With the Patrick administration facing criticism for heavily subsidizing a company that is bailing on Massachusetts, Greg Bialecki, the state’s economic development secretary, defended public investments in Evergreen Solar Tuesday.
Bialecki said he believed the state could recoup some of its money. “In hindsight I do think it was a good idea,” Bialecki told reporters, reflecting on state assistance to the company that he valued at $31 million.
Once a poster-company for Gov. Deval Patrick’s green-jobs agenda, Evergreen announced plans last week to shut its Devens manufacturing plant and move more than 800 jobs elsewhere, after accepting millions of dollars in state subsidies.
Bialecki said Evergreen had received $21 million in cash grants — $20 million to help build its facility and $1 million for workforce training — $7.5 million in investment tax credits and a long-term lease on state land valued at $2.7 million. Evergreen has received other forms of public aid, but Bialecki said he did not count in his estimate $13 million in state grants used to build road and utilities infrastructure at Devens and some state taxes the company avoided when paying for equipment.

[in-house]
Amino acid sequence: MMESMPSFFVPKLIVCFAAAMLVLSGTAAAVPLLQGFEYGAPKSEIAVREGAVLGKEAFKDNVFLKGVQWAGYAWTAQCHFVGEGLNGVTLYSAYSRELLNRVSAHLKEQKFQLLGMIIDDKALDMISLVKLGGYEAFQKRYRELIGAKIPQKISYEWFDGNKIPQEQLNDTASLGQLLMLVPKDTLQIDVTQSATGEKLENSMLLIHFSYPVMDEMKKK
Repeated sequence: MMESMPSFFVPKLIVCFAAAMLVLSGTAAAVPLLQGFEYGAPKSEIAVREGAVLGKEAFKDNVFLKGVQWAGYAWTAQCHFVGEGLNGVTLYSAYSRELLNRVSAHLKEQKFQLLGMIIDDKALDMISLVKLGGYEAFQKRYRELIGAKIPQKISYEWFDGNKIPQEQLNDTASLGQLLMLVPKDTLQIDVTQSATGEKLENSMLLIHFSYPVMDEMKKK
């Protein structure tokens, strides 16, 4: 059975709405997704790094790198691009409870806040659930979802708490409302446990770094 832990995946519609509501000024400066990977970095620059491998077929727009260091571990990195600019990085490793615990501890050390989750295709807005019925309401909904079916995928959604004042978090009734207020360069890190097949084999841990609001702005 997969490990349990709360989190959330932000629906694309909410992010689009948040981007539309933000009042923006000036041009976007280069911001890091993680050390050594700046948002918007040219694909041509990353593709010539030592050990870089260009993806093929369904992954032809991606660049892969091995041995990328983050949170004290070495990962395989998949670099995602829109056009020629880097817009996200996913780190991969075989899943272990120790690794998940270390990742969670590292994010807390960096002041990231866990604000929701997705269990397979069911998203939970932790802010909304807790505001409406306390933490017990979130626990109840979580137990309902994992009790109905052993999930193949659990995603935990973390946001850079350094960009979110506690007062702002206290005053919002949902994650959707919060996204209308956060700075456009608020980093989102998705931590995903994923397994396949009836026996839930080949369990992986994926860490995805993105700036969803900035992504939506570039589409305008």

Bialecki estimated the state can recoup $13 million, including the $7.5 million investment tax credit, which he said won’t be claimed, $3 million in state grants that were tied to a job-creation formula, and land costs.
Bialecki did not rule out additional public sector incentives for companies eyeing the facility that Evergreen is abandoning.
“We’re looking very carefully at what happened here and what lessons can be learned,” he said. “This wasn’t so much an investment in Evergreen Solar as it was in the clean energy sector. The purpose wasn’t to benefit a company but to grow an industry, and the investment really put us on the map.”
Gov. Deval Patrick also defended his administration in light of the Evergreen controversy, saying the process of doling out incentives to individual companies or industries “works well.”
“I am disappointed that we are losing these manufacturing jobs to China, but Evergreen produced over 900 jobs for each of the years in question (two or three times what they promised) and that was good for the workers who got those jobs,” the governor argued during an online chat on Boston.com. “Evergreen did not use about half of the benefits that were offered to them, and we have recovered or will recover most of the rest.
“Beyond that, we need to ask ourselves whether we are serious about competing for jobs on the same playing field as other states. Far more often than not, we win in a competition. But we have to compete to win.”